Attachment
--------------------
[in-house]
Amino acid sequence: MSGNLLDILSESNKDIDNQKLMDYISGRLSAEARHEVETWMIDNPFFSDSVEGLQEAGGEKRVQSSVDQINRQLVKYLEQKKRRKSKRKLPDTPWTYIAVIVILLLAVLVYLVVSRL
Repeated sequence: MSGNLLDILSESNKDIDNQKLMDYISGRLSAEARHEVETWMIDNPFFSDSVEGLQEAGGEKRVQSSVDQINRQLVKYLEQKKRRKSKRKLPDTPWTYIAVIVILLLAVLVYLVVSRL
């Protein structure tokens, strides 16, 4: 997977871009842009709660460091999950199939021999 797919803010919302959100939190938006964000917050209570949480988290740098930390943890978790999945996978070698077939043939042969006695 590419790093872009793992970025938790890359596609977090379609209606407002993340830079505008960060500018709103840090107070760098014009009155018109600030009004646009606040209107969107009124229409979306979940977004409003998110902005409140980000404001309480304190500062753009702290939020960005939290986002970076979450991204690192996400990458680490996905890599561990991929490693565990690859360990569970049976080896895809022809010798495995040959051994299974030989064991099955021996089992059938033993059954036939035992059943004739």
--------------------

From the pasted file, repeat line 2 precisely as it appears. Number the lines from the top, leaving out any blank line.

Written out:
Amino acid sequence: MSGNLLDILSESNKDIDNQKLMDYISGRLSAEARHEVETWMIDNPFFSDSVEGLQEAGGEKRVQSSVDQINRQLVKYLEQKKRRKSKRKLPDTPWTYIAVIVILLLAVLVYLVVSRL